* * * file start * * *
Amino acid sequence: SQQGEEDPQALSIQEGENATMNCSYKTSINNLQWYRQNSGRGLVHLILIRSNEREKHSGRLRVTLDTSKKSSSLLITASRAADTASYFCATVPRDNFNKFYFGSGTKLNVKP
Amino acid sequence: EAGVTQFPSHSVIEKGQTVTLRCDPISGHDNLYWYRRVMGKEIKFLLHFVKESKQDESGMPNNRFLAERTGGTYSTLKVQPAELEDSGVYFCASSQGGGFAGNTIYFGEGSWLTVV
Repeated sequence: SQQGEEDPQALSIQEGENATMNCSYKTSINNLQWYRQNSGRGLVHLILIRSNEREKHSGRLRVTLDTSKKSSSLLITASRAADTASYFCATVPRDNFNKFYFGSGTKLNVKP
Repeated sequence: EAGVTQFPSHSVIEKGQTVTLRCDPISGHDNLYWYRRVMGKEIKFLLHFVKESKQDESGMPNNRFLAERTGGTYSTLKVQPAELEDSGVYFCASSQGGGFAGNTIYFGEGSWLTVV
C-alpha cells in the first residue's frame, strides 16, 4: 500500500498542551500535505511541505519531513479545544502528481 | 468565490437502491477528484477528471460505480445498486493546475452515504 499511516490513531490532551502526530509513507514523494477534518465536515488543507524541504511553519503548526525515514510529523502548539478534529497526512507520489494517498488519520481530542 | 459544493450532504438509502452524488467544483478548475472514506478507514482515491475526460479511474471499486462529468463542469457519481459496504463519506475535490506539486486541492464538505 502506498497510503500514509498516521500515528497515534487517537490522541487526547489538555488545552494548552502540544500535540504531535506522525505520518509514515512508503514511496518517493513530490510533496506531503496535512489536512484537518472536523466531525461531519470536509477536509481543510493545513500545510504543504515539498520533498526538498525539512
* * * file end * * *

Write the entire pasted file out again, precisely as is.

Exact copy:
Amino acid sequence: SQQGEEDPQALSIQEGENATMNCSYKTSINNLQWYRQNSGRGLVHLILIRSNEREKHSGRLRVTLDTSKKSSSLLITASRAADTASYFCATVPRDNFNKFYFGSGTKLNVKP
Amino acid sequence: EAGVTQFPSHSVIEKGQTVTLRCDPISGHDNLYWYRRVMGKEIKFLLHFVKESKQDESGMPNNRFLAERTGGTYSTLKVQPAELEDSGVYFCASSQGGGFAGNTIYFGEGSWLTVV
Repeated sequence: SQQGEEDPQALSIQEGENATMNCSYKTSINNLQWYRQNSGRGLVHLILIRSNEREKHSGRLRVTLDTSKKSSSLLITASRAADTASYFCATVPRDNFNKFYFGSGTKLNVKP
Repeated sequence: EAGVTQFPSHSVIEKGQTVTLRCDPISGHDNLYWYRRVMGKEIKFLLHFVKESKQDESGMPNNRFLAERTGGTYSTLKVQPAELEDSGVYFCASSQGGGFAGNTIYFGEGSWLTVV
C-alpha cells in the first residue's frame, strides 16, 4: 500500500498542551500535505511541505519531513479545544502528481 | 468565490437502491477528484477528471460505480445498486493546475452515504 499511516490513531490532551502526530509513507514523494477534518465536515488543507524541504511553519503548526525515514510529523502548539478534529497526512507520489494517498488519520481530542 | 459544493450532504438509502452524488467544483478548475472514506478507514482515491475526460479511474471499486462529468463542469457519481459496504463519506475535490506539486486541492464538505 502506498497510503500514509498516521500515528497515534487517537490522541487526547489538555488545552494548552502540544500535540504531535506522525505520518509514515512508503514511496518517493513530490510533496506531503496535512489536512484537518472536523466531525461531519470536509477536509481543510493545513500545510504543504515539498520533498526538498525539512